Former Owl football great continues legacy


Edward RudmanSports Writer

Whether it’s in Europe or stateside, Chris Bergeski lives and breathes football.

Bergeski, the offensive coordinator and quarterbacks coach for the Owls, is in his 12th season and continues to be a big part of the football program.

“This fall, we’re focused on working through some tweaks and issues that we may be having and just working on our consistency on both ends, as coaches and as a player,” said Bergeski.

Bergeski played wide receiver for the Owls during his collegiate career and is the third all-time for receptions with 148, fourth all-time in receiving yards with 2,260 and fifth in touchdown receptions with 23, according to the athletic department website.

He earned All-Region and All-Conference honors during his junior year with the Owls.

After graduating from Southern, Bergeski spent a year on the Owls sidelines as a coach and afterwards, went to France to play professionally. He served as a player-coach for Thonon-Les Bains for a year.

“It was a really cool experience, different than anything I’ve ever been around. It’s still football, the rules don’t change, there’s nothing that was different there. The big difference was the variety of competition,” said Bergeski.

When he played in France, Bergeski was competing against many different kinds of experienced players. He said there was a wide variety of talents from all collegiate levels.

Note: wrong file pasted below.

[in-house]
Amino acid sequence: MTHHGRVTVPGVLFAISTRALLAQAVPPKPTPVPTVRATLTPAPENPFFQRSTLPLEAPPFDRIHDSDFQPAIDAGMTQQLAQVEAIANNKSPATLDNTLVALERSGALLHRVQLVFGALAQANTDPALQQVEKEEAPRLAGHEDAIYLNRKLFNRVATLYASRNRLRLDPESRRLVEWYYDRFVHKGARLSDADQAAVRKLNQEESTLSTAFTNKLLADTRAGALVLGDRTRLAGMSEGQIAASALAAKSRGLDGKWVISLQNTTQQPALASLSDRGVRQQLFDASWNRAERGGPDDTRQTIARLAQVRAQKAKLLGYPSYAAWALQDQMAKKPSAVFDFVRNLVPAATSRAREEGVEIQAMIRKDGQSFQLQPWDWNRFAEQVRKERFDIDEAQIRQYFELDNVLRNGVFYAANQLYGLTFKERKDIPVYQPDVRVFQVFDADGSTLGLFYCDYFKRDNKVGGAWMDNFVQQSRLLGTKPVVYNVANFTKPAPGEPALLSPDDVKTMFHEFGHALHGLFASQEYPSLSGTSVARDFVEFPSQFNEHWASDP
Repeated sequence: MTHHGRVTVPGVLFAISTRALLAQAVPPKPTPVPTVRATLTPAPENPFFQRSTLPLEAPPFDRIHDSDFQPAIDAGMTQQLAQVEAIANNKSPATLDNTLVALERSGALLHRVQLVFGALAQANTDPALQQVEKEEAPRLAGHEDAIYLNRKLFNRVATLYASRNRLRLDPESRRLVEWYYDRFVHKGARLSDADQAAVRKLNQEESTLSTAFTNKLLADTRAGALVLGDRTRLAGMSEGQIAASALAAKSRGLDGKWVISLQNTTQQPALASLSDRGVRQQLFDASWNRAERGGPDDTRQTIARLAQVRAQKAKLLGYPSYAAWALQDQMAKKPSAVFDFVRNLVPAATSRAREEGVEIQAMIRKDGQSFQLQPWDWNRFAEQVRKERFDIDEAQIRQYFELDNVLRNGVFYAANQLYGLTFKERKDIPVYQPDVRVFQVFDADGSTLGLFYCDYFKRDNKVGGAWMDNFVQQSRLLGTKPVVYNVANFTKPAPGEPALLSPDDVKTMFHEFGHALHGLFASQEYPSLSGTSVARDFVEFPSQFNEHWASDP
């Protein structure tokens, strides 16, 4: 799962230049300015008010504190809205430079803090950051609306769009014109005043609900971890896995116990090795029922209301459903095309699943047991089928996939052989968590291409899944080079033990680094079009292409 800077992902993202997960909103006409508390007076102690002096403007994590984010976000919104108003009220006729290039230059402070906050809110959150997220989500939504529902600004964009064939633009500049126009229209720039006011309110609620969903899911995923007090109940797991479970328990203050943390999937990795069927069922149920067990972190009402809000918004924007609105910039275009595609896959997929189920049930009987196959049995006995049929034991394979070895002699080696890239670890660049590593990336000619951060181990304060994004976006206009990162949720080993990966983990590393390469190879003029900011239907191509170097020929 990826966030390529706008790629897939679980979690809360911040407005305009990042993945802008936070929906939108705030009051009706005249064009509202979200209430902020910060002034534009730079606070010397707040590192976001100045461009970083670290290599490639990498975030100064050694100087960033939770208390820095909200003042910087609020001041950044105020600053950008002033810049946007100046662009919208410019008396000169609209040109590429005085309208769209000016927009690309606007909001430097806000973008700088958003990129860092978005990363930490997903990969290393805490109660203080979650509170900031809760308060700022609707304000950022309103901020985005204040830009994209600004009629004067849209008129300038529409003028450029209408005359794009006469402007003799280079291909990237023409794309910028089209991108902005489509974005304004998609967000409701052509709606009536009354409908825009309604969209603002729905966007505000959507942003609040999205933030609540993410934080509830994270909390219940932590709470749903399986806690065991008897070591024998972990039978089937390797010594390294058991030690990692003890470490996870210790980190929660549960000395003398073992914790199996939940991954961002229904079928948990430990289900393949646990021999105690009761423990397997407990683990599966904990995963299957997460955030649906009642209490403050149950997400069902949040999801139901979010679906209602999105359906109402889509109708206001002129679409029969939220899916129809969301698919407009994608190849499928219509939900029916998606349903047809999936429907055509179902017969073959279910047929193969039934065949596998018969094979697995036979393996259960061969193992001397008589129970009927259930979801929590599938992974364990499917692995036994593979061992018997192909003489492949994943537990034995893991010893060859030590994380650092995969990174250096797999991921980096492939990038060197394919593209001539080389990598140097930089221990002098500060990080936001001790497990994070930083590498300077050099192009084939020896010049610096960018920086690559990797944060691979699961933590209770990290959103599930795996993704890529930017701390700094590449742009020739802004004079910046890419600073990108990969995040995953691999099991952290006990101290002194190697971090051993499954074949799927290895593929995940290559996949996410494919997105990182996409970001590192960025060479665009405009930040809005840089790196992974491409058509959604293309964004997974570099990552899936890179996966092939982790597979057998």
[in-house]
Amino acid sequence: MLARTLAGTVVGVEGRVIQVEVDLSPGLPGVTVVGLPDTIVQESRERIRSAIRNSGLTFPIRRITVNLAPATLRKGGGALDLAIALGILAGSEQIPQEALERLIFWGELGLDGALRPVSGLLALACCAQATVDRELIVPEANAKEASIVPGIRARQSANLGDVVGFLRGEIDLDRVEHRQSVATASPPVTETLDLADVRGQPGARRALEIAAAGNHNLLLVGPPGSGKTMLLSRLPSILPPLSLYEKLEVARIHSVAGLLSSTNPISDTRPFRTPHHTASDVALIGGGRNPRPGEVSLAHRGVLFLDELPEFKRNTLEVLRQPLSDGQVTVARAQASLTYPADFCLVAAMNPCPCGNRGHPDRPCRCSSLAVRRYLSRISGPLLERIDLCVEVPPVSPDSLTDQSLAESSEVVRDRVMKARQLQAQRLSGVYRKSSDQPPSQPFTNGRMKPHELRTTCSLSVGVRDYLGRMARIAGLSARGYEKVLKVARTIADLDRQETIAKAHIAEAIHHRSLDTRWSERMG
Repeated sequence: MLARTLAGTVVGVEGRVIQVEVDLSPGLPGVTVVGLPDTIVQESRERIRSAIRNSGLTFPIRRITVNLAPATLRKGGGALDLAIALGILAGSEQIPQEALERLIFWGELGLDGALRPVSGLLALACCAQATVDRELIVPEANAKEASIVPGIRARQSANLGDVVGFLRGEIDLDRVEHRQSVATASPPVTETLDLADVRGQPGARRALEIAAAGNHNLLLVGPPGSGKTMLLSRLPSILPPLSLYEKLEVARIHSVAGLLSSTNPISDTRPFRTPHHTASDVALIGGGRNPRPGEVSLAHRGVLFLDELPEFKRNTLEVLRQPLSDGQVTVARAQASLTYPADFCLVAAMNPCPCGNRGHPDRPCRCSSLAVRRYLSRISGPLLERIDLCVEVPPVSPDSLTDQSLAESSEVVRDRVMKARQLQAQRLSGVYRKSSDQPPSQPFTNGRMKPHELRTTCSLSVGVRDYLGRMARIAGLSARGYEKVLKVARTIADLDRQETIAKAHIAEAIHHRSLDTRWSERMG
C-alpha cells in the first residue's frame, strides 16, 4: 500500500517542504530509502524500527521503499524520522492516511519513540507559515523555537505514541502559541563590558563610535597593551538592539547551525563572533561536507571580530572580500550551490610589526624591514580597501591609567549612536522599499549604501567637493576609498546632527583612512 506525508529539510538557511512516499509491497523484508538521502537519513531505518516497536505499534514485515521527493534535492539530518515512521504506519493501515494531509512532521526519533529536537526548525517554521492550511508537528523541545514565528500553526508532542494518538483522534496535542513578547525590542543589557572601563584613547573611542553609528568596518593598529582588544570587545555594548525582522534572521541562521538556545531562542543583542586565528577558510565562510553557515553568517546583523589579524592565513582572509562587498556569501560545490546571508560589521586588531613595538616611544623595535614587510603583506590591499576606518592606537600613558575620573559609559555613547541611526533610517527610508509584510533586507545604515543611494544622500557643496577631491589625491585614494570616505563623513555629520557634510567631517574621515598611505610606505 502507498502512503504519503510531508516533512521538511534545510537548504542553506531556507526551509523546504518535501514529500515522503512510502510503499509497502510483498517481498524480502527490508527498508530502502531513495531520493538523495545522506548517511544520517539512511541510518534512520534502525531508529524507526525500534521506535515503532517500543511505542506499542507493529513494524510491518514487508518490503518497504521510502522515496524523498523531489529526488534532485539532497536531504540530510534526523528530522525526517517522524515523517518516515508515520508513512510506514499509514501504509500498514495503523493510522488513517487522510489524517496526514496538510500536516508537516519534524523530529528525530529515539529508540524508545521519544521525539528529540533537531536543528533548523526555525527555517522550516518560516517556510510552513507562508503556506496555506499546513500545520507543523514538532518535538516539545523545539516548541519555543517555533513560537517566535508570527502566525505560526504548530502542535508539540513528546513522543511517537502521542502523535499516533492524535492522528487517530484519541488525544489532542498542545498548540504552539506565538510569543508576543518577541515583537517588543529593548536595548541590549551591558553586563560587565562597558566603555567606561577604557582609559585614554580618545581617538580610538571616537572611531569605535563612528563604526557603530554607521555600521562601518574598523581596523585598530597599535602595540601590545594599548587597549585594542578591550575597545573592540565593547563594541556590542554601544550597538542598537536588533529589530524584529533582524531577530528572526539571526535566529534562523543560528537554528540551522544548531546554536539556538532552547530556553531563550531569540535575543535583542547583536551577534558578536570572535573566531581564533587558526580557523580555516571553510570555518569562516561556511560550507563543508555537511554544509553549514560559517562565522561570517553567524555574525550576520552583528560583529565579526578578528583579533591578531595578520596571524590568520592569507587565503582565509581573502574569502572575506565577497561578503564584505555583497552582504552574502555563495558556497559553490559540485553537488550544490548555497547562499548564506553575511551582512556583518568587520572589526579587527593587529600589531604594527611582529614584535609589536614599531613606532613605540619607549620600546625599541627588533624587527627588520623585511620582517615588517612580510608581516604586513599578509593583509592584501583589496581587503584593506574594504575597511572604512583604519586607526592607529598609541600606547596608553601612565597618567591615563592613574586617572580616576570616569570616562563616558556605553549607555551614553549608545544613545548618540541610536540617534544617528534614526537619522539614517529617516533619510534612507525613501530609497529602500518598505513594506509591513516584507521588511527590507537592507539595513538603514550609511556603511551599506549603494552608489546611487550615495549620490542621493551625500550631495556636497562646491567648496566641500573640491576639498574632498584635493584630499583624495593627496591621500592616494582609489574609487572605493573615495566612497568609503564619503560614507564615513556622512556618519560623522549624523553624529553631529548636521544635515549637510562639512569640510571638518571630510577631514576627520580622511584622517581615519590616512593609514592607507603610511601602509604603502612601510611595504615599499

“It was just so different having all those different types of talent all paying for one team, each week was so much different from the other depending on who we played,” said Bergeski.

Bergeski helped develop younger players who were a part of the youth program for Thonon-Les Bains.

“A lot of those kids really didn’t know what was going on, we really tried to teach them fundamentals, structure, technique. Anything you could imagine,” said Bergeski.

After returning to the states, Bergeski came back to Southern to serve as the receivers coach. He said his time in France helped train him to become a better coach here in the U.S.

“It was looking at the sport with a whole different lens,” said Bergeski. “Focusing on youth, focusing on a whole different coaching staff, structure and offense, I was able to soak that all in as a player.”

He said it felt great to be back at the school where he played but it took some used to getting to.

Bergeski said, “I was coaching my roommates. I was coaching guys I had played with. At first, it was definitely a different experience for first couple meetings, you know, super nervous, that kind of thing. But the guys made it really easy and I realized that this is just who I am.”

12 years later, Bergeski still finds himself coaching at Southern and his players are grateful for it.

Tight end Dylan Brady, a senior, said, “He puts us in the position to win. He’s never worried about the upcoming game. He’s focused on that day and what we need to do.” a team to get better that day.”

Photo credit: Chris Bergeski

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